Watching Antonioni's Il Grido

Il Grido (The Cry) 
Directed by M. Antonioni
Starring Steve Cochran, Alida Valli, Dorian Gray
I wouldn't say I enjoy Antonioni's films. I find his heroes so depressing, and, also, his style so avant garde. I think his films are not meant to be enjoyed in the popular sense, but to mark their spot through the highly personalised style of their maker; just as most of (post) Modernism. This divorce between enjoyment and modernism is something I find unfortunate.

However, this film was not that idiosyncratic. Shot before the trilogy that made Antonioni a well-known avant garde director, it is also different in another aspect: it focuses on a working class environment.

The main character, a mechanic in rural northern Italy, has his life turned upside down when his long-time lover asks him to break up. He picks up their little daughter and leaves his job and his hometown and starts wandering aimlessly in the cold winter of the Po Valley.

Unable to get over the break up, he leaves behind him a trail of short, broken erotic encounters, till he returns to his hometown where a tragic end unfolds.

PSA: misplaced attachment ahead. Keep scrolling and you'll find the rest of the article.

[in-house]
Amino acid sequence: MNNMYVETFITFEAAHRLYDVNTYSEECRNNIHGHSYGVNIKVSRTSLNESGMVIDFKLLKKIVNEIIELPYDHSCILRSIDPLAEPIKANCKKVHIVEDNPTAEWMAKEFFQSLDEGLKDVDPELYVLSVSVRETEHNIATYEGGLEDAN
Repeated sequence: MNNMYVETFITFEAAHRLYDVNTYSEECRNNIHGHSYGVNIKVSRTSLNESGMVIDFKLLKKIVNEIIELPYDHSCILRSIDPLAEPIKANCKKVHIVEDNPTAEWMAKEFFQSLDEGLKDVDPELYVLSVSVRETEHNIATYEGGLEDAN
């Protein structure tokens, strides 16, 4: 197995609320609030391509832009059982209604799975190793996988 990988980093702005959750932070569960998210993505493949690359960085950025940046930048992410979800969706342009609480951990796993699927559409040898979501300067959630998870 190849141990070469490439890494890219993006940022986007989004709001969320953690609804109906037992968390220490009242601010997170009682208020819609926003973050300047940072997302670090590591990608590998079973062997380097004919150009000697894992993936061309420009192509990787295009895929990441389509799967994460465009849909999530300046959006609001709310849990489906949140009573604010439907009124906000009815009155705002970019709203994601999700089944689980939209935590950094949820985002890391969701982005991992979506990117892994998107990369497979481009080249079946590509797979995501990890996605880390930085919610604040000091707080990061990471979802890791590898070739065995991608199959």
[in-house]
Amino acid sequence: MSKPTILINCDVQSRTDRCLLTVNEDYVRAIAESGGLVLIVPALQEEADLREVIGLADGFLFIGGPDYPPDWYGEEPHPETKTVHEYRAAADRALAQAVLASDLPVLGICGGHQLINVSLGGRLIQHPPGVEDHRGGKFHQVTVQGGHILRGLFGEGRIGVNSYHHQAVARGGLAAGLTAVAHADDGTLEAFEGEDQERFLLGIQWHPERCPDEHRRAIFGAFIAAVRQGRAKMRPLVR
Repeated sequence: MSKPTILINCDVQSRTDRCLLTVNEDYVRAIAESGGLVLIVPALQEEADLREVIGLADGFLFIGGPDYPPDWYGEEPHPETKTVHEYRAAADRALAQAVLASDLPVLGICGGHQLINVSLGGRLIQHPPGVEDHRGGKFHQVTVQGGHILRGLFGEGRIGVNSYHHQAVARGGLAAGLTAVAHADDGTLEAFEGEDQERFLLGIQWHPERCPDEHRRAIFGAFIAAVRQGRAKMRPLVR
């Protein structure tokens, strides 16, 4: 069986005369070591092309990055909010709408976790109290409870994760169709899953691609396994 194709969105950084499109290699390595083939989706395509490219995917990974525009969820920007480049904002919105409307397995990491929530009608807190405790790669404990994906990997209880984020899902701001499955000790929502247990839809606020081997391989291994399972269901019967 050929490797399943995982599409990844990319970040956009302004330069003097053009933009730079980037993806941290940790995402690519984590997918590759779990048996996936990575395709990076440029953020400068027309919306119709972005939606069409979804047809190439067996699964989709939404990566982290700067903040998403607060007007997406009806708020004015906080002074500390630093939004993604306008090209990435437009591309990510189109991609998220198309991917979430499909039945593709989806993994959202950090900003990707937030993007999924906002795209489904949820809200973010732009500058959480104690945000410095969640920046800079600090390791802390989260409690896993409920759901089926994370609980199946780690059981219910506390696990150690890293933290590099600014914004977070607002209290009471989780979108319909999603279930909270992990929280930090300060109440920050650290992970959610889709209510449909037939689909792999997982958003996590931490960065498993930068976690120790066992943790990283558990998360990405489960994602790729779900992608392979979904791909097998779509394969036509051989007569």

Antonioni's point of view, more evident in his later films, is present here too. The dislocation caused by economic development and technological advances, modern man's alienation, and their inability to find meaning in their lives and commit themselves to it are not characteristics of post war Italy only, which experienced rapid economic development in the first post war decades, but of today too.

The misty, empty, wintry landscape of poor, rural Italy provides an excelent canvas for the portrayal of a wandering, lost soul, and Antonioni's directing, with the long, uncut shots, takes full advantage of it. The film is also a very good portrait of the spectrum of human erotic relationships -and Antonioni's pessimism too- where at the end, almost nobody is happy with the circumstances of their lives.

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